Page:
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Franchise Disclosure Compliance Part 1: The Basics

Franchise Disclosure Compliance Part 1: The Basics
Franchise Disclosure

Prior to signing anything, franchisors are required to provide franchisees with a Franchise Disclosure Document (FDD). This disclosure is required by the FTC’s Franchise Rule. Although these rules are made to protect the franchisee, disclosures benefit the franchisor as well. The more informed a prospective franchisee, the better prepared they are to run your business. Non-compliance can result in serious legal consequences for your franchise, so ensure your company carefully follows regulation.

Part 1 of this 3 Part Compliance series looks at the formats and people involved in a FDD, along with rules on recordkeeping and prohibitions.

Who is Involved?

It is the responsibility of the franchisor or sub-franchisor to both prepare and furnish the FDD. This doesn’t include brokers or any other third-parties. Both the franchisor and sub-franchisor are held responsible for the actions of the other.

The person receiving the FDD is the prospective franchisee. The prospective franchisee must have a legitimate interest in creating a business partnership, not just curiosity. Curiosity alone does not require the franchisor to furnish the document. Someone with sufficient interest may have gone through an application process. If both the franchisor and the prospective franchisee are interested in entering business, then that is the time to present the FDD.

Persons not included are current franchisees or transferees. A transferee is someone who purchased a franchise unit(s) directly from a franchisee. In this scenario, the franchisor is not required to present the FDD. If a current franchisee is renewing their agreement with the franchisor or if the franchisee is purchasing additional units, he or she is not entitled to the FDD.

How to Furnish the FDD

The document must be a single document, and not given in parts. Almost any tangible format that can be read and interpreted may be used by the franchisor. This does include electronic formats, but the rules are strict. All information must be on the electronic copy itself, not offered from links to external pages/sites, pop-ups, audio, or video. What is allowed: scroll bars, search tools, and internal links (other pages within the document). Additionally, if sent electronically, it must be downloadable and printable. A franchisor may supplement the electronic or printed format with the same information offered on other mediums (for example, a cd with a video), but this must be in addition to, not in place of.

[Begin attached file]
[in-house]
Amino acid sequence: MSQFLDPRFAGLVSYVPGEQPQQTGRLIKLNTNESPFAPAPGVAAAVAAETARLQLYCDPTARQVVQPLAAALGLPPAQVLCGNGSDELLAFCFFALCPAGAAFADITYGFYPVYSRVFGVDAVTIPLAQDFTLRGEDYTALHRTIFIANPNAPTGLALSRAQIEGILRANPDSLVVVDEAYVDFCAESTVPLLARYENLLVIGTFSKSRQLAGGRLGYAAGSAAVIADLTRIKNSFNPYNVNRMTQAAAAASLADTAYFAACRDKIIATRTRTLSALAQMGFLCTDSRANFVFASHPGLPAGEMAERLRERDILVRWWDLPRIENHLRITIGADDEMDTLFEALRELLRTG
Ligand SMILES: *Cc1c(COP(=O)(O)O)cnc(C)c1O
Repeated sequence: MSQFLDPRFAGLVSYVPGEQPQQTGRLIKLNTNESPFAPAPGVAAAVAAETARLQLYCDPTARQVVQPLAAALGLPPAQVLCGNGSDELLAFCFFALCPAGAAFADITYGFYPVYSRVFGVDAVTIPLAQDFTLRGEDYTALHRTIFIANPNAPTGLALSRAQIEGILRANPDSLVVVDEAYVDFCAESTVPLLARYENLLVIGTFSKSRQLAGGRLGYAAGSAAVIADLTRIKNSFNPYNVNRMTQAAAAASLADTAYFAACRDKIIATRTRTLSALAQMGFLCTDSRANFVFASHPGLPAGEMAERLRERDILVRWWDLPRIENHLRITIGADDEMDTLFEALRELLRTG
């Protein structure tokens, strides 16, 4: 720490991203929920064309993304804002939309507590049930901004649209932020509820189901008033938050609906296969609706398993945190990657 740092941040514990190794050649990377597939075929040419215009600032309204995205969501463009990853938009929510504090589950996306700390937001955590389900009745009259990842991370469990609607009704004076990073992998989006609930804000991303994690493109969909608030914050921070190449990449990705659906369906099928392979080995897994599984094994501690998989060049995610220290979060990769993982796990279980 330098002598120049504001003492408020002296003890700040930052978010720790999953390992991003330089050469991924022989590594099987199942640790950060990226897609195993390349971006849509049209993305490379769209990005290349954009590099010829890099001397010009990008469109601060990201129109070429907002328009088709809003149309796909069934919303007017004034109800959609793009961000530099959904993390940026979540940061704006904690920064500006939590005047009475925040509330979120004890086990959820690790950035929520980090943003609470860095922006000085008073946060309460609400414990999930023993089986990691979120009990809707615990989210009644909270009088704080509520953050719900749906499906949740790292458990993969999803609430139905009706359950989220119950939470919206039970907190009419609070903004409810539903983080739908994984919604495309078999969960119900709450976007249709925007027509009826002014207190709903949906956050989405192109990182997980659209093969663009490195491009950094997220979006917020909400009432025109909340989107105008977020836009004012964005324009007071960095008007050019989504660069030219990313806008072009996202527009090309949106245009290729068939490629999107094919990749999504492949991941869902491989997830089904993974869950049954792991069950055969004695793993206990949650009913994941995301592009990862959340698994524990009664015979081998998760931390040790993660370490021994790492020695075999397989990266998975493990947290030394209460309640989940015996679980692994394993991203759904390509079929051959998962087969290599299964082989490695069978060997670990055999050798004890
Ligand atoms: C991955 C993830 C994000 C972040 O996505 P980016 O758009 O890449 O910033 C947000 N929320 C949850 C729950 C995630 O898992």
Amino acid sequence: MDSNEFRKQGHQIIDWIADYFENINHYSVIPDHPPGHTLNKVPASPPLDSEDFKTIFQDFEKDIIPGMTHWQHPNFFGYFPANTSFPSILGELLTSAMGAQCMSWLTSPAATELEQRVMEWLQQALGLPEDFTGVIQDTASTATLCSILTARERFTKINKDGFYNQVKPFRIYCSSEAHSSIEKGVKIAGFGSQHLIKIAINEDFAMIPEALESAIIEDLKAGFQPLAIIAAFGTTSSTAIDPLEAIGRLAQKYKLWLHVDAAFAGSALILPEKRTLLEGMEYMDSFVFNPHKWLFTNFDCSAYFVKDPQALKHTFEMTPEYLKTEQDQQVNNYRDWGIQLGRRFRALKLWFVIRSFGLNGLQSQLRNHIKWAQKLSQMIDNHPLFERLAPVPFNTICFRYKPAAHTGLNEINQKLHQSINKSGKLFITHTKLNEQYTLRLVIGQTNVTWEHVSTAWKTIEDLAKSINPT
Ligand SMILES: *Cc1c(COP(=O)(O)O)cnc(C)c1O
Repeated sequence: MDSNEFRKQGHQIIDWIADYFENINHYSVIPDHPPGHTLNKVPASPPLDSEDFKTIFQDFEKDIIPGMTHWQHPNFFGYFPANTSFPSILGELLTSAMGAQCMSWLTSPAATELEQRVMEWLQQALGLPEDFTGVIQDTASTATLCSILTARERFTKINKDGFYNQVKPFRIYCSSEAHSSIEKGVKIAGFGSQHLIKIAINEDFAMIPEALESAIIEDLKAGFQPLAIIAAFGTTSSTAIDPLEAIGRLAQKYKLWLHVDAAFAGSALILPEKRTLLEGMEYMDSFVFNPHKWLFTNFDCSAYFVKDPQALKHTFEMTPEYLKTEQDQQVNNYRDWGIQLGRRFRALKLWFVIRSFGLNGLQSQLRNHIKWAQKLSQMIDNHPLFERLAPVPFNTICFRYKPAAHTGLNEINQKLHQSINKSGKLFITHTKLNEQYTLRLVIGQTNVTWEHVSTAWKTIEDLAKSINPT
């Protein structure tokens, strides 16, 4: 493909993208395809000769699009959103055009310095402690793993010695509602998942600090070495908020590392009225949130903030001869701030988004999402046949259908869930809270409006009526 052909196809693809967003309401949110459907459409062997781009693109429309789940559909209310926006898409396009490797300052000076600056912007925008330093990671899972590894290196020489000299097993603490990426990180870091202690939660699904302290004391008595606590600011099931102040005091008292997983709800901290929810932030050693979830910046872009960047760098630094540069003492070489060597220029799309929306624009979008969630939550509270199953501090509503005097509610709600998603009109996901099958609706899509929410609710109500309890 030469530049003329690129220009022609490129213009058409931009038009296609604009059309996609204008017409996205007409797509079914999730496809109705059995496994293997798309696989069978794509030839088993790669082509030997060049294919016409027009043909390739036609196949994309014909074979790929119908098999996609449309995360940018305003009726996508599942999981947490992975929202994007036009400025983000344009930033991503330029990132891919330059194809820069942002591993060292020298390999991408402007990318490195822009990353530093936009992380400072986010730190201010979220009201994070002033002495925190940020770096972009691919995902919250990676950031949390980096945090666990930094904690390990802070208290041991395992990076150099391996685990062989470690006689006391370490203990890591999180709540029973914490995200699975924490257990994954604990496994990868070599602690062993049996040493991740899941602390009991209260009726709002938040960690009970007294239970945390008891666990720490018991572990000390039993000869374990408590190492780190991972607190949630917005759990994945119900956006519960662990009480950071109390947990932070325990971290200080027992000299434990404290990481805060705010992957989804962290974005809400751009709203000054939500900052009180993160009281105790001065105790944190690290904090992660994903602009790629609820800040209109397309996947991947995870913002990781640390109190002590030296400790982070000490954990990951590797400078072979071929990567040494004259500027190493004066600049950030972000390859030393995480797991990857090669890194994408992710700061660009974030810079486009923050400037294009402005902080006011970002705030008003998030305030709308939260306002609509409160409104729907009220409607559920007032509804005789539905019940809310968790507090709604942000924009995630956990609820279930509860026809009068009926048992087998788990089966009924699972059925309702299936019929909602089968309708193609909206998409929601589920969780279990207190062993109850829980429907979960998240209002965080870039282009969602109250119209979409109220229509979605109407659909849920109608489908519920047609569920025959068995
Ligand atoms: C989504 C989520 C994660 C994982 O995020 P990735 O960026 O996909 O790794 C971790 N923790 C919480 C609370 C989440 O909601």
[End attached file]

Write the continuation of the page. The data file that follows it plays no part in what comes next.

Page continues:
The FDD must be received 14 calendar days before the franchisee create a binding agreement. Item 23 of 23 of the document includes a receipt that the franchisee must sign, acknowledging that he/she received the document. 14 days after the date signed on the receipt, the franchisor and franchisee may enter business. If the prospective franchisee requests the document before the 14 day period, the franchisor has to make it available to him/her.

No fees may be charged related to the franchisee’s right to receive an FDD.

Recordkeeping

There are two major recordkeeping requirements for the FDD.

  1. Franchisors must retain samples of each materially different version of the FDD for at least 3 years. This must be made available upon the FTC’s request.
  2. The franchisee’s signed receipts acknowledging the reception of the FDD must be kept for at least 3 years as well.

Contradictory Information

The franchise seller is not allowed to make any statement that contradicts the information disclosed in the FDD. This includes statements delivered orally, visually, or in writing. If statements are truthful and non-contradictory of the FDD, they may be stated.

Franchisors take on the full responsibility of ensuring the FDD is presented in the proper format and in proper advance of a franchise sale. The company needs to keep careful records and make sure that no other communications are inconsistent with the document. In Part 2, we explore how the document needs to be written.

Continue with Part 2 of our series.

Franchise Science CEO, and Franchise Growth Institute Executive Director Harry Miller has made a career of successful franchising, including both client and consulting-side perspectives. He also serves as VP Franchise Development for Persona Pizzeria, a fast-growing, fast-casual concept. Prior to founding Franchise Science and Franchise Growth Institute, Harry was Senior VP of Francorp, one of the first international franchise consulting firms, and lead consultant to some of the largest and most successful franchise concepts. Prior to these extraordinary experiences, Harry owned and managed a Radio Shack franchise, and ran multiple offices in Los Angeles for a 400 unit tax resolution company. For several years, he assisted scores of entrepreneurs across the continent in obtaining angel funding and capital investment through due diligence roles relevant to franchising. Harry credits his training in the U.S. Navy, and working on a farm in South Dakota for his discipline and unrelenting work ethic brought to each franchise engagement.

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